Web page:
The outcome variable in this study is self-reported heart disease, which, in more than 97% of subjects, was diagnosed by a healthcare provider. The PAPFAM survey included a module on chronic diseases containing questions on 24 diseases for all family members. These included heart disease (without further specification) and the classic risk factors for CHD, namely hypertension, diabetes mellitus and hypercholesterolaemia. Information on tobacco smoking history was obtained in another module of the survey. For each household member, up to two chronic diseases were reported, in addition to one question about medical diagnosis of the reported diseases. In this study, any member who chose heart disease as one of the two reported chronic diseases was considered a case. Socio-economic status was measured by two variables, total monthly household income and completed education. Household income was first divided into quintiles at the household level before merging it with the household members' data. It was subsequently transformed into three groups (low, middle and high). The variable ‘completed education’ consisted of four levels: less than elementary, elementary, preparatory, and secondary or higher education. Data on the classic independent risk factors for CHD obtained from the survey were included in the analysis, specifically history of hypertension, diabetes mellitus, hypercholesterolaemia and smoking status (current, past smoker, never smoked). Socio-demographic factors including age (40–49, 50–59, 60–69, 70 and above), sex, marital status (single, married, previously married), labour force participation (active, non-active) and region of residence (the Bekaa Valley, North, Mount Lebanon, South and Nabatia, and Beirut) were also used in the analysis.


Descriptive analyses of all variables used in the study were first undertaken. The associations between reported heart disease and classic risk factors and socio-economic and demographic variables were then assessed using χ2 tests of associations. Adjusted ORs of heart disease were then calculated from multivariate logistic regression models. Two regression models were performed; one with education and another with income because preliminary analysis showed that education was highly associated with income. Sampling weights were used in the analysis in order to correct for non-response and unequal probability of selections. The statistical analyses were performed using the SPSS for Windows (version 16; SPSS, Chicago, Illinois) statistical software program.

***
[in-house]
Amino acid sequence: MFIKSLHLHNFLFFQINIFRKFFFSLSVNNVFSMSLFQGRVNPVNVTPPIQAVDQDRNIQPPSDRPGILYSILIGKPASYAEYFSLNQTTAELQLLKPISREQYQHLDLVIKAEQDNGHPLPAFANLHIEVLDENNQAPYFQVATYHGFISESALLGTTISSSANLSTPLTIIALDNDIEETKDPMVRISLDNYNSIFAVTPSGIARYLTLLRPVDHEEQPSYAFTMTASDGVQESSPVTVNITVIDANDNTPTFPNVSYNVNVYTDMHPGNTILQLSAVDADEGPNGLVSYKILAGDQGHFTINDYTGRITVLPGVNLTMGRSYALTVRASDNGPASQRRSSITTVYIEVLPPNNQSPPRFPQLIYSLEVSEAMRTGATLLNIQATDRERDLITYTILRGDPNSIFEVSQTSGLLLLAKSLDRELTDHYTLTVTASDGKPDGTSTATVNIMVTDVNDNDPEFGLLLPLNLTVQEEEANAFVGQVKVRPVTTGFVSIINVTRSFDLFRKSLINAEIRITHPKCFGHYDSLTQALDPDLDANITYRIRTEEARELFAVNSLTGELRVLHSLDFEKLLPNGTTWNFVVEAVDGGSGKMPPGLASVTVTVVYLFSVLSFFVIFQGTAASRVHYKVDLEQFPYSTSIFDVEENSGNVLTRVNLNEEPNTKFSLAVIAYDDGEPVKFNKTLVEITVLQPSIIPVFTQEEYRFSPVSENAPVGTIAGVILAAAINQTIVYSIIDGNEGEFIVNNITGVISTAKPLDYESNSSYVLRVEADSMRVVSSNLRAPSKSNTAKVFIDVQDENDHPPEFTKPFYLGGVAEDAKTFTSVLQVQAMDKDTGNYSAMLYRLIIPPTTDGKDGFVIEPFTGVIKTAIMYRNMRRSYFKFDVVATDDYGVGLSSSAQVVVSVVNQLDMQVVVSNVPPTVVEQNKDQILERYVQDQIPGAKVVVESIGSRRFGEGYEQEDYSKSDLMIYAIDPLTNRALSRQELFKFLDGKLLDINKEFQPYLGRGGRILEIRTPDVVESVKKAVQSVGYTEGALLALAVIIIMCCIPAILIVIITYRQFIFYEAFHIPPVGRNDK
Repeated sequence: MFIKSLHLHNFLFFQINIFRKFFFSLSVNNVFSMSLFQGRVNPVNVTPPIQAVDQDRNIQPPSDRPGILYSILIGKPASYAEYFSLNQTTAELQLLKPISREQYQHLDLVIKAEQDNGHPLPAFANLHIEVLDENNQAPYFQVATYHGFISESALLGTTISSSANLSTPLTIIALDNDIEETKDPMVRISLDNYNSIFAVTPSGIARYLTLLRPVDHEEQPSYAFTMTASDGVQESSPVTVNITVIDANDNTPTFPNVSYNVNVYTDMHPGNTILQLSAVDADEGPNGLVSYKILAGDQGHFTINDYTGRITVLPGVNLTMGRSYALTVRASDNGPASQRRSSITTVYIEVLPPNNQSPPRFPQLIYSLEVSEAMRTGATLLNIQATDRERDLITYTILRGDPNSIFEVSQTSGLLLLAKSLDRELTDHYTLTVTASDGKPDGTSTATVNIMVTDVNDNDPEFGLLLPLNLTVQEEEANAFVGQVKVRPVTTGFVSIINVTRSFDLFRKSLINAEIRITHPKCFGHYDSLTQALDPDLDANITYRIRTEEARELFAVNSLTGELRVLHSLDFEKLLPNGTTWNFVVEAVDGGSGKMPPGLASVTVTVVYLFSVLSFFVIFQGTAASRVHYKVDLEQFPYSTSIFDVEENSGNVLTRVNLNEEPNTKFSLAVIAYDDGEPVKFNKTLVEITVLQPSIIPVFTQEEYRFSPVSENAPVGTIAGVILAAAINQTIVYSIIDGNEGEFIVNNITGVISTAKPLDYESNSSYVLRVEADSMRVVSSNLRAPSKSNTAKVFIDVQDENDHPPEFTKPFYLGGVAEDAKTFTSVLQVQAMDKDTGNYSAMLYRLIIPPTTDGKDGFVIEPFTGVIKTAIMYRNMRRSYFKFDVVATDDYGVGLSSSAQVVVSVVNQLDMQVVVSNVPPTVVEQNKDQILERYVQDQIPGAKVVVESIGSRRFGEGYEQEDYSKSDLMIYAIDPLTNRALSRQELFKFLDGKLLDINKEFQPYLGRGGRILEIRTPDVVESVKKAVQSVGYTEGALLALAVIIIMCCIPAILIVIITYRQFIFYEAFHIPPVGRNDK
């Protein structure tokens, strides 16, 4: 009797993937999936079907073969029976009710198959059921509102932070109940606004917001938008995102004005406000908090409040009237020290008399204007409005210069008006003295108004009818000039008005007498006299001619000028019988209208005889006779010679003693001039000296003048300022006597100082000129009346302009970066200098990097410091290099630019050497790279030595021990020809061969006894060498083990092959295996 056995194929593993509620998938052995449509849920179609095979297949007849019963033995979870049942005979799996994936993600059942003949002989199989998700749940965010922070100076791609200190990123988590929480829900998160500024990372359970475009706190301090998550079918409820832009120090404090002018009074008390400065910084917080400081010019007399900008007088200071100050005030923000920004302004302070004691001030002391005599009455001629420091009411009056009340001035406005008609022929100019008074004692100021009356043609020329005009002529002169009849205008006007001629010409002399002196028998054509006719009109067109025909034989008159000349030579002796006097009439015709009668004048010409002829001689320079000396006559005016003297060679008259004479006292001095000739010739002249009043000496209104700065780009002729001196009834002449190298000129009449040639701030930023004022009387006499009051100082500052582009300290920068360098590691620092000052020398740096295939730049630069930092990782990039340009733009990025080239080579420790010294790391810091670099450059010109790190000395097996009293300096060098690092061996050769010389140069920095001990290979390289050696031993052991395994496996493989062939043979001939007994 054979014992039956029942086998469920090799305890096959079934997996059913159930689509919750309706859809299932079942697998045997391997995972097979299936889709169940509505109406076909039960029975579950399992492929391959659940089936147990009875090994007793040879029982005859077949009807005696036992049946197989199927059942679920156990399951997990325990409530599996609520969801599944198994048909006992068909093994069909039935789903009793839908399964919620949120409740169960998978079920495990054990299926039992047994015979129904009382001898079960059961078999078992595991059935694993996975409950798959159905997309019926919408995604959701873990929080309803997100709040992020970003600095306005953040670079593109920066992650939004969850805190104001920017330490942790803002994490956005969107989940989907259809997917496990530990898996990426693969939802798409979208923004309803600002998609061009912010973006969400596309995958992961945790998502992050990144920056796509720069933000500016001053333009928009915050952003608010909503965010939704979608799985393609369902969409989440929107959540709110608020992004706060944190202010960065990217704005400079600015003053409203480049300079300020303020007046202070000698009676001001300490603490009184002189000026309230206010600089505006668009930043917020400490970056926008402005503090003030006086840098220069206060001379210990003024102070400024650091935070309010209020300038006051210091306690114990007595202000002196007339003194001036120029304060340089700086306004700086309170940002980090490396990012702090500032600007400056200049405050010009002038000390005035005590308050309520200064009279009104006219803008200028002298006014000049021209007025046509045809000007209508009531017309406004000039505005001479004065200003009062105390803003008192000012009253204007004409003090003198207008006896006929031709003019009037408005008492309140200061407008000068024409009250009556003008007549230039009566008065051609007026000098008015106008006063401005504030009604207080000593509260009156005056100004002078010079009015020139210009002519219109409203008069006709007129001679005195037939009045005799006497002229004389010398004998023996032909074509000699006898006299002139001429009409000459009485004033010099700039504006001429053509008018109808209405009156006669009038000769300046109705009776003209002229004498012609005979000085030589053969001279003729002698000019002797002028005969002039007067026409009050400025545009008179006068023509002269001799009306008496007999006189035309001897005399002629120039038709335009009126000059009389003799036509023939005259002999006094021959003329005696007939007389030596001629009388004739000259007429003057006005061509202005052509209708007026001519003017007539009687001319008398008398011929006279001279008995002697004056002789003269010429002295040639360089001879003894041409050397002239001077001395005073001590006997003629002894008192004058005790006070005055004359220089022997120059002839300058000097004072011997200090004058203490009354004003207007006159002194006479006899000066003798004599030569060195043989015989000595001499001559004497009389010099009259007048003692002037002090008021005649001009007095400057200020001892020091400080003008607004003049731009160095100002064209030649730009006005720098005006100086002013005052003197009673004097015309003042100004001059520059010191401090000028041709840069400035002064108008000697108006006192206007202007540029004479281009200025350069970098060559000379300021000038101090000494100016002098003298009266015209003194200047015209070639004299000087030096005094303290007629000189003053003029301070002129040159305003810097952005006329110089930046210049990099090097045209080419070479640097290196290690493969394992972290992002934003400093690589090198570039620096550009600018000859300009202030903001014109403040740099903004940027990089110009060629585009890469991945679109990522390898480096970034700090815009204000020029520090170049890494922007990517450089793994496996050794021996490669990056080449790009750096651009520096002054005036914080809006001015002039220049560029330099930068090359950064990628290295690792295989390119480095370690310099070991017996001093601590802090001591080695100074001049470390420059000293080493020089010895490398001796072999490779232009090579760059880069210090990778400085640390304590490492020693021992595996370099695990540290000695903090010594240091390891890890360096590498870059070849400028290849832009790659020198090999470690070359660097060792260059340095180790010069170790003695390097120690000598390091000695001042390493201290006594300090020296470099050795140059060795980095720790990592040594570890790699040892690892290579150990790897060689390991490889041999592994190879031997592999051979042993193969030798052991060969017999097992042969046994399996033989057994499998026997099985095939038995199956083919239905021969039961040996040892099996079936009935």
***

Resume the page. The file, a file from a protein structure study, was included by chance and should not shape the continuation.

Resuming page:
Overall, 7.5% of respondents (those 40 years of age and older) reported heart disease, 15.2% reported hypertension, 10.1% reported diabetes mellitus, and 3.2% reported hypercholesterolaemia (table 1). Nearly half of respondents smoked, 36.8% reporting current smoking, and 10.7% reporting past smoking. There were more females (52.4%) than males in the sample, and over a third of respondents were in the younger age group, 40–49 years. The median age of the study population was 55 years. Education was low, with 31% of respondents having had less than elementary education, and only 24.8% having had secondary or higher education. Of all respondents, 32% came from low-income households and 23.9% from high-income households. Labour force participation was relatively low at 46.7%, mainly due to low economic activity among women. The vast majority of respondents were currently married (77%), and only 9.4% were single. Mount Lebanon had the largest proportion of respondents (40.4%), and the Bekaa Valley had the smallest (11.1%), followed by Beirut (13.3%). For some of the variables, there were missing values, but these amounted to less than 1% of the respondents. Given these very small proportions, no imputations of missing values were required, as the excluded values would have had no effect on the overall findings.